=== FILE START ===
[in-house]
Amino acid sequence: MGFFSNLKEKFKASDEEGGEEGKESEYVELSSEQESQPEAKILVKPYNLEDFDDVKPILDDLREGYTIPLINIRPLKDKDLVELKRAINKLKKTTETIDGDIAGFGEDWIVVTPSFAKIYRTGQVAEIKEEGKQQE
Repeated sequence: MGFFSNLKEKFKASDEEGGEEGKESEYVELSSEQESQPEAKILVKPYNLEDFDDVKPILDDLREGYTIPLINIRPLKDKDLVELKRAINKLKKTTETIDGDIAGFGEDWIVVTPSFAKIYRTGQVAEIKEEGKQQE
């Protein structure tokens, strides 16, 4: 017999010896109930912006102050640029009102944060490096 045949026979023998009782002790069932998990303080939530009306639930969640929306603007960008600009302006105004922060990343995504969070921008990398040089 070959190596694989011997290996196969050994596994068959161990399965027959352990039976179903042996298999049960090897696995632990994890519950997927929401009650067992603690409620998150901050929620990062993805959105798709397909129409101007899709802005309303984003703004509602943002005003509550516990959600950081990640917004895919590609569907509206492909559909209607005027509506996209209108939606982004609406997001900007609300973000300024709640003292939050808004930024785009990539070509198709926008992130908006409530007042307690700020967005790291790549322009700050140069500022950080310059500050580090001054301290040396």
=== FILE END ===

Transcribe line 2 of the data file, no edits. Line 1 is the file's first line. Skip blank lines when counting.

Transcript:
Amino acid sequence: MGFFSNLKEKFKASDEEGGEEGKESEYVELSSEQESQPEAKILVKPYNLEDFDDVKPILDDLREGYTIPLINIRPLKDKDLVELKRAINKLKKTTETIDGDIAGFGEDWIVVTPSFAKIYRTGQVAEIKEEGKQQE